Moreover, we created links to the entries of GlycoGene DataBase (GGDB) (http://acgg.asia/ggdb2/), which was also developed by the Research Center for Medical Glycoscience (RCMG) and provides comprehensive information about glyco-related genes. The latest version of GGDB is also represented in RDF format; accordingly, we can access it using Semantic Web technologies.

Development of the RDF/SPARQL-based user interface

Along with “GDGDB RDF” and the GGDonto ontology, we developed the RDF/SPARQL-based user interface [38], by which users can retrieve and extract information from content represented in RDF format. The basic structure of this user interface was developed in Java and JSP. For better programming efficiency, the Handlebars1 template was used to generate the web pages. To process Handlebars files, HandleBars.java, which is a Java implementation of Handlebars, was used. Moreover, to provide functionalities, such as the filtering, sorting, and browsing of faceted classifications, we used the Exhibit framework2, which is a JavaScript framework for large-scale data-rich interactive Web pages. For querying our RDF data, we used SPARQL statements. SPARQL (Simple Protocol and RDF Query Language) is a query language for RDF, and it is the W3C Recommendation [39]. These applications and implementations enable our data from multiple datasets represented in RDF to be browsed, filtered, sorted, and searched by users, giving them the ability to quickly find the target information.

Results

Full content of the developed knowledge-base

The main content of the developed knowledge-base consists of the GGDonto ontology within which all entries are connected to the “diseases” concepts of GGDonto. Figure 1 shows the internal and external information resources used to create the GGDonto ontology and other components of the developed knowledge-base. In addition to the GGDonto ontology, which includes information about genetic diseases and disorders of glycan metabolism as well as their “Pathway” and “Phenotype” classifications, the full content of the developed knowledge-base is stored in “GDGDB RDF,” the entries from the NCBI databases [2830], and the “UniProt in RDF” repository [37], and links to internal resources, such as the GDGDB and GGDB databases. A key difference between the entries from the NCBI databases and the “UniProt in RDF” repository is that the information from NCBI databases was not represented in RDF and therefore we RDFized it and integrated it into the developed knowledge-base. In contrast, information from the “UniProt in RDF” repository was already represented in RDF and accordingly was directly integrated into the developed knowledge-base.
Fig. 1
Fig. 1

Internal and external information resources used for the creation of GGDonto and the related knowledge-base

In Fig. 2, we show the semantics of the content of the GGDonto ontology with the integrated datasets. The information provided includes the descriptions of genetic diseases and disorders of glycan metabolism and their causative genes as well as information on the proteins and enzymes associated with these causative genes. In addition to various descriptions, the content provided also includes various semantic relationships between multiple types of information. To summarize, the integration of information from multiple sources enriches the content of this knowledge-base, and this approach can be helpful for the effective retrieval of information stored in different sources and databases.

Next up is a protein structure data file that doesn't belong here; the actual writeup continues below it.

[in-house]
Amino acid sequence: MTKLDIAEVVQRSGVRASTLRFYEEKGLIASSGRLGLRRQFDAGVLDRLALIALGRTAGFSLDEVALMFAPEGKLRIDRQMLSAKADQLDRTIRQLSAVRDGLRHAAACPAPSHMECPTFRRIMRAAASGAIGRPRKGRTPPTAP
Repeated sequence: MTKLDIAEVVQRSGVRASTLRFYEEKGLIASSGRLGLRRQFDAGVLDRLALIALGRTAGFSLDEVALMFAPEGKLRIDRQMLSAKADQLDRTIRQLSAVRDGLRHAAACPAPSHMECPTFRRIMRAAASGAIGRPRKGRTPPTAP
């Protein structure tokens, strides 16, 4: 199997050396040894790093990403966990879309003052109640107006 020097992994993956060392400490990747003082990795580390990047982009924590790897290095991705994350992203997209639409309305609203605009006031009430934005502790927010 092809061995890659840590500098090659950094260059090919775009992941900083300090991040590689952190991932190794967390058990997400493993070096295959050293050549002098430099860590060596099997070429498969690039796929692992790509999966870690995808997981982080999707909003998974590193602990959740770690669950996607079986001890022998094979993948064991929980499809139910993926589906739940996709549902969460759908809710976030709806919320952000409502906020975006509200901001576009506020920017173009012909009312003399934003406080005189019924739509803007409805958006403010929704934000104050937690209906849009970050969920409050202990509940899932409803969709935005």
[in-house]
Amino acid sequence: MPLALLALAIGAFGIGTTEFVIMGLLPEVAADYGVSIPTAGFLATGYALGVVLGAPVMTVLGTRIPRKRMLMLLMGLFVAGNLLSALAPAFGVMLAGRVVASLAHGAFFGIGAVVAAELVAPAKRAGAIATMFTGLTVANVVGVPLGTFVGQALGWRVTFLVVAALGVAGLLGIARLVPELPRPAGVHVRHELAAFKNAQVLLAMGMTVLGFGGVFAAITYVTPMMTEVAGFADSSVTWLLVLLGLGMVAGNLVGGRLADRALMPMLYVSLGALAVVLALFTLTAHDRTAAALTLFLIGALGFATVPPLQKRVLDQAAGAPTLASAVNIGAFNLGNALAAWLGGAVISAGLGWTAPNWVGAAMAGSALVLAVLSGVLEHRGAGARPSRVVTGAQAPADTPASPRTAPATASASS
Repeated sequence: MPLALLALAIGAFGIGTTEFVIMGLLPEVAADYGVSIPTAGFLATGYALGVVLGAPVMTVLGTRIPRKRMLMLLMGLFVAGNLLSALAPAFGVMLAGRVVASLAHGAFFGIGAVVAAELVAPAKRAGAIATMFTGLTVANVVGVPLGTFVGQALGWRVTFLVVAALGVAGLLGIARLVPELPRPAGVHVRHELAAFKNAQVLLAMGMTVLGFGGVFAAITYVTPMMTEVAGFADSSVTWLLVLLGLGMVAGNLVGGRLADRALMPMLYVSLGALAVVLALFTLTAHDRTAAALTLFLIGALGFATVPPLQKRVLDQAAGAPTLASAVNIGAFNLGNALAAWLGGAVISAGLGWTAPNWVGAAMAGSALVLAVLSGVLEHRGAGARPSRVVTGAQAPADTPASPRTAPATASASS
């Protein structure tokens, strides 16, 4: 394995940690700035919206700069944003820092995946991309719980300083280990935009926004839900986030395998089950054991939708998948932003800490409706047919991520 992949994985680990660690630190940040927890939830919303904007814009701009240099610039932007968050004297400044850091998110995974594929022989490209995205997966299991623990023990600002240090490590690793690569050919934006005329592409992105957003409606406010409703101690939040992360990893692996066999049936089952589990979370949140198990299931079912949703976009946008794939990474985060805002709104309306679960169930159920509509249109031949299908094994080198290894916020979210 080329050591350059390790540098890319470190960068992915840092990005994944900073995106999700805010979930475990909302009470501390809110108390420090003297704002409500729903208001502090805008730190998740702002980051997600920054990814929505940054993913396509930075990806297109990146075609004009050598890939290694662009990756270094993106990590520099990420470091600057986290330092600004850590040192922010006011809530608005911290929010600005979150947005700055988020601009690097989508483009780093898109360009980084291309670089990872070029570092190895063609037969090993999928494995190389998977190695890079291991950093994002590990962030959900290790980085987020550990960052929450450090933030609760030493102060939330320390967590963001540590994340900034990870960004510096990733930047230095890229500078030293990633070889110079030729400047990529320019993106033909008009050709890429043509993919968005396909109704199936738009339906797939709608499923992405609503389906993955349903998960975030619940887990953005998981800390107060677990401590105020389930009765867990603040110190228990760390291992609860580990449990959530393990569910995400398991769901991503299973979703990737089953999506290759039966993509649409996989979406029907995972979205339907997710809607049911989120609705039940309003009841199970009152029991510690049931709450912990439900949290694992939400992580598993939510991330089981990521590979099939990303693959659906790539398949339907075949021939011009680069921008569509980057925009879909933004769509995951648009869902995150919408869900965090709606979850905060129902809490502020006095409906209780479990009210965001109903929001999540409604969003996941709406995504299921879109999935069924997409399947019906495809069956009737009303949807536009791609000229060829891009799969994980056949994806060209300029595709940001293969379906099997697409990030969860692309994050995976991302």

Fig. 2
Fig. 2

Summary of the content of the GGDonto ontology with the integrated datasets

Functionalities of the GGDonto user interface

To provide the information of the GGDonto ontology and integrated resources in the most effective way, we developed a RDF/SPARQL-based user interface. This user interface was developed using the Semantic Web technologies, including the SPARQL Endpoint and SPARQL queries. We registered all RDF data included in the created knowledge-base in a SPARQL Endpoint, and thus we could apply SPARQL queries to all of our information in order to browse and search it.

Figures 3, 4, 5, and 6 provide screenshots of the created user interface. In Fig. 3, we show the top page of this user interface. The GGDonto ontology is the main component of the developed knowledge-base; all of the information that is displayed here is from this dataset only. The list of genetic diseases and disorders of glycan metabolism that are recorded in the GGDonto ontology is shown on the left side of this figure. The text field for entering search strings is displayed on the top right corner. Text searching allows users to search across the information of the GGDonto ontology, including various descriptions and classifications of the diseases and disorders. As a result, only those diseases and disorders that are related to the search string are displayed.
Fig. 3
Fig. 3

Top page of the RDF-based user interface

Fig. 4
Fig. 4